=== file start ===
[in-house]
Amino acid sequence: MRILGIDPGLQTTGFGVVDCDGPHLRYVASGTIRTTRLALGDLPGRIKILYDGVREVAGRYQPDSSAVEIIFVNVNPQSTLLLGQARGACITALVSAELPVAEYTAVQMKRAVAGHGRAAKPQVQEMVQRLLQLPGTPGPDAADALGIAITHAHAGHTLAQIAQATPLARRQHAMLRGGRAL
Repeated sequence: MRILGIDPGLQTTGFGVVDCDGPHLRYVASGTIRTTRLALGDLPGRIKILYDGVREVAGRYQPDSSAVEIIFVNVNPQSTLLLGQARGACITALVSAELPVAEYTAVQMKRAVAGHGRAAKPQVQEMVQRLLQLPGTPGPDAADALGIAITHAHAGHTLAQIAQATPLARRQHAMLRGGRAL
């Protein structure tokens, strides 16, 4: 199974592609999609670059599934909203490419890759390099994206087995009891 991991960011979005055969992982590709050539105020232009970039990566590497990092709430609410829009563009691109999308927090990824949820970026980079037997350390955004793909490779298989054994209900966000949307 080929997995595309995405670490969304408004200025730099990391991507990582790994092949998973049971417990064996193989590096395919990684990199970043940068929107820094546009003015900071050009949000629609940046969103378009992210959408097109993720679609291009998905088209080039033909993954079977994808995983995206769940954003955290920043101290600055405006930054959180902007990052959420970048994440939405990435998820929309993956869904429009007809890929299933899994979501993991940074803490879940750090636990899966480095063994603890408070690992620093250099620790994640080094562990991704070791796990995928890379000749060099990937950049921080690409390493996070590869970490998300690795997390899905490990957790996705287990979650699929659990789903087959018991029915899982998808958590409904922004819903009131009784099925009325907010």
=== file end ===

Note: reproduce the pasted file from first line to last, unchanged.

[in-house]
Amino acid sequence: MRILGIDPGLQTTGFGVVDCDGPHLRYVASGTIRTTRLALGDLPGRIKILYDGVREVAGRYQPDSSAVEIIFVNVNPQSTLLLGQARGACITALVSAELPVAEYTAVQMKRAVAGHGRAAKPQVQEMVQRLLQLPGTPGPDAADALGIAITHAHAGHTLAQIAQATPLARRQHAMLRGGRAL
Repeated sequence: MRILGIDPGLQTTGFGVVDCDGPHLRYVASGTIRTTRLALGDLPGRIKILYDGVREVAGRYQPDSSAVEIIFVNVNPQSTLLLGQARGACITALVSAELPVAEYTAVQMKRAVAGHGRAAKPQVQEMVQRLLQLPGTPGPDAADALGIAITHAHAGHTLAQIAQATPLARRQHAMLRGGRAL
């Protein structure tokens, strides 16, 4: 199974592609999609670059599934909203490419890759390099994206087995009891 991991960011979005055969992982590709050539105020232009970039990566590497990092709430609410829009563009691109999308927090990824949820970026980079037997350390955004793909490779298989054994209900966000949307 080929997995595309995405670490969304408004200025730099990391991507990582790994092949998973049971417990064996193989590096395919990684990199970043940068929107820094546009003015900071050009949000629609940046969103378009992210959408097109993720679609291009998905088209080039033909993954079977994808995983995206769940954003955290920043101290600055405006930054959180902007990052959420970048994440939405990435998820929309993956869904429009007809890929299933899994979501993991940074803490879940750090636990899966480095063994603890408070690992620093250099620790994640080094562990991704070791796990995928890379000749060099990937950049921080690409390493996070590869970490998300690795997390899905490990957790996705287990979650699929659990789903087959018991029915899982998808958590409904922004819903009131009784099925009325907010």